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Auction picks through the remains of 38 Studios

This is the second send-off, the second farewell to what developer 38 Studios has left behind. The first one was last week, and emptied Big Huge Games' Maryland studio of computers, furniture, and consoles. The third and final auction means selling off the company's intellectual property, giving this particular set of lots of sad and slightly anxious weight.

These auctions are the final chapter in the saga of 38 Studios, the Rhode Island-based developer headed by former Red Sox pitcher Curt Schilling that collapsed into bankruptcy in June this year. At the time of their closing, they had released Kingdoms of Amalur: The Reckoning and were working on a massively multiplayer online game codenamed Copernicus.

Today's auction was held in the former Rhode Island studio as well as live online at BidSpotter. Potential bidders could sift through photos of thousands of items up for sale, from office equipment to decorative knickknacks, as well as bid through the site.

The bins of pens and staplers are unremarkable. There are numerous tubs crammed with a hodgepodge of office supplies, line-ups of fans and lamps, a parade of normalcy. This was an office, and this was an office where people worked hard.

Refrigerators, microwaves, projectors: typical office fare. But then the action figures crop up. The trade show banners, the framed and signed prints from other developers. Props like metallic helmets and gavel-like hammers become more commonplace than paperclips and wastebaskets.

Like falling down the rabbit hole into Wonderland, venturing further into the remains of 38 Studios paints a picture of a world very few non-game developers will ever see in person.

Action figures, both related and not to the studios' Kingdoms of Amalur: The Reckoning, are everywhere, from a plastic Buzz Lightyear to World War II figures to tiny models of owner Curt Schilling himself, dressed in his finest from his baseball days.

A sea of audio and video equipment is broken up by the presence of a ping-pong table, Dance Dance Revolution mats, and Rock Band controllers. A massage table over here, a treadmill over there. Weights and plastic mats suggest the company's dedication to healthy and happy employees, offering a rounded set of options for exercise and play in addition to work.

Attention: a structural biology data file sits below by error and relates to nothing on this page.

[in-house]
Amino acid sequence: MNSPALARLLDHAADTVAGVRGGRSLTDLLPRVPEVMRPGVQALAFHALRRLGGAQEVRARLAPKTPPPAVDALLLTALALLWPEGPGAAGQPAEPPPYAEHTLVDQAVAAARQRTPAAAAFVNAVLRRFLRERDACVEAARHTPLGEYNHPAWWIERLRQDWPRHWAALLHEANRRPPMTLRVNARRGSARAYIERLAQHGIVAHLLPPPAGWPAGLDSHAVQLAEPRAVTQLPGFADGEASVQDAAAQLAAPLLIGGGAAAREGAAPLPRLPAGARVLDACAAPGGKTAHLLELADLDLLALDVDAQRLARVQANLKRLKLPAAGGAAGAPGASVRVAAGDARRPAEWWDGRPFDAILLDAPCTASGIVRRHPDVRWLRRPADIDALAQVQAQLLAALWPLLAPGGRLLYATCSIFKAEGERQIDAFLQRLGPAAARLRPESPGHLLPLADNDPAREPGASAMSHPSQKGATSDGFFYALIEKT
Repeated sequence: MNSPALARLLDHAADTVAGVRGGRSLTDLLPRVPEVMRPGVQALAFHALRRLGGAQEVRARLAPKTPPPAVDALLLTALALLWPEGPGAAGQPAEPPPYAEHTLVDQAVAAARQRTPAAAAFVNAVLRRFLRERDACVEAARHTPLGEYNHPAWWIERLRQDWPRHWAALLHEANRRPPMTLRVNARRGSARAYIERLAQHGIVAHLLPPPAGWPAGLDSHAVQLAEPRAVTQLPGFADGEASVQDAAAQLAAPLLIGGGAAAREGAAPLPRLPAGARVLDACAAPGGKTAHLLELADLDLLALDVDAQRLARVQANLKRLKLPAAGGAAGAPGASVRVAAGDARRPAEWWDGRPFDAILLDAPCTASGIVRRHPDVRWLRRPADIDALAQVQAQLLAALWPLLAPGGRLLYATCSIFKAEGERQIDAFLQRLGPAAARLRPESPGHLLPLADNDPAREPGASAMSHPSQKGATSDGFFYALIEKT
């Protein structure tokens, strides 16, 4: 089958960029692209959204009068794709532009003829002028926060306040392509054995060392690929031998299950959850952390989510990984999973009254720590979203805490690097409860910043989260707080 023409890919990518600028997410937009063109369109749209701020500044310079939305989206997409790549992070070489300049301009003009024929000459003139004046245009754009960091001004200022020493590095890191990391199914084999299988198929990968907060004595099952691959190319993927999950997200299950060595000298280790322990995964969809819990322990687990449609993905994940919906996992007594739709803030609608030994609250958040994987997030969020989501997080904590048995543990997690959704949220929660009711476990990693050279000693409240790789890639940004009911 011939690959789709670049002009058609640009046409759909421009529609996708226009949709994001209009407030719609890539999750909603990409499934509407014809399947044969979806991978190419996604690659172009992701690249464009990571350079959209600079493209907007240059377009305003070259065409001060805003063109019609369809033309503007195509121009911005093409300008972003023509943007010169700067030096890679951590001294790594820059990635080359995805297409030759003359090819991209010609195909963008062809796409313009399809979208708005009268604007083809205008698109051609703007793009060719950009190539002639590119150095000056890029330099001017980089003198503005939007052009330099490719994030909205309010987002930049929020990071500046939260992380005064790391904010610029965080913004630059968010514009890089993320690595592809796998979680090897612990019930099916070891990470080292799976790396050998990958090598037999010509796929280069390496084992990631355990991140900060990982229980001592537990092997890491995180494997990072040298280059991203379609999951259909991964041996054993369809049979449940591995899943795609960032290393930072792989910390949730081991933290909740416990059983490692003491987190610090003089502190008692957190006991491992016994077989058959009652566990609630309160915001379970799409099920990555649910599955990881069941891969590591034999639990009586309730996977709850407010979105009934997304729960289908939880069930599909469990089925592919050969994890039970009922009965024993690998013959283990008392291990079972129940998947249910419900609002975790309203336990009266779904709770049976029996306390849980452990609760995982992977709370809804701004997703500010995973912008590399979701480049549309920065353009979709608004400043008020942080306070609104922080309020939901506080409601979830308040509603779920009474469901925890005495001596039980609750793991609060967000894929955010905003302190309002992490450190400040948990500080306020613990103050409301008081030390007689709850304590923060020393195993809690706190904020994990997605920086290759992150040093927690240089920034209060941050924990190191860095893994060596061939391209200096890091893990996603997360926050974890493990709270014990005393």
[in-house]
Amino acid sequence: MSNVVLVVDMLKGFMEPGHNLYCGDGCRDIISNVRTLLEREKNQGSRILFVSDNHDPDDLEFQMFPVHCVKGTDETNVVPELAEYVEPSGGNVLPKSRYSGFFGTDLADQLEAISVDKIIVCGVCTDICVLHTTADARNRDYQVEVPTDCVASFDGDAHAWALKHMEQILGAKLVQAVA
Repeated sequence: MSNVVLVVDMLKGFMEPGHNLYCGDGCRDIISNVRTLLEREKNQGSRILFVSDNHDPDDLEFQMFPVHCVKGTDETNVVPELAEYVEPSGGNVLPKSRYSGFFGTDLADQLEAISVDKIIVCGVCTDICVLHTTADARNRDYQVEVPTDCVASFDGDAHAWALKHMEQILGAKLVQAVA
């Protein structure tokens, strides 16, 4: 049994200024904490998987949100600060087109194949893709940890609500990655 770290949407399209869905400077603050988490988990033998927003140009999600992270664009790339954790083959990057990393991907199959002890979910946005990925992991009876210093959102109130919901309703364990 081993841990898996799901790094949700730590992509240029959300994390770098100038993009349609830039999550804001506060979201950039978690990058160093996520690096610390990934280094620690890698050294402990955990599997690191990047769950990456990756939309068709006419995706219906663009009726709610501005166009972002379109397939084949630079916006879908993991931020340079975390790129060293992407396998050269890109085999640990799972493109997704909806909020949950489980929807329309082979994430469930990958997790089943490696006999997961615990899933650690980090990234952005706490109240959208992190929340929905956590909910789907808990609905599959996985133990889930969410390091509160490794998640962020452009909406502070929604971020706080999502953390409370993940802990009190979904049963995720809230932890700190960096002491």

This was a group that played as hard as they worked, filling their office with the toys of their trade. These items hint at awareness of the stress and strain of the industry, acknowledgement of the need to step back and breathe.

You can almost feel the determination resonating from these images, these quirky lots of abandoned items up for sale.

Computers are everywhere, cables and cords floating in tangled pools around them. There are scores of them. On these machines the company made Amalur, and they were making the massively multiplayer online game Copernicus when everything stopped. These are the objects on which people spent their days, their weeks, their waking lives creating games.

All of these things, artwork of grotesque creatures and fantastical figures, were created by someone who was seemingly invested in the goals of 38 Studios. Every Reckoning prop and action figure began with a sketch or a thought.

Among the stacks of trash cans, rows of microwaves and barrels of pens stands an announcement poster for the never-released, computer game Copernicus. It reads: "Can you save the world?"

It sold for $75.

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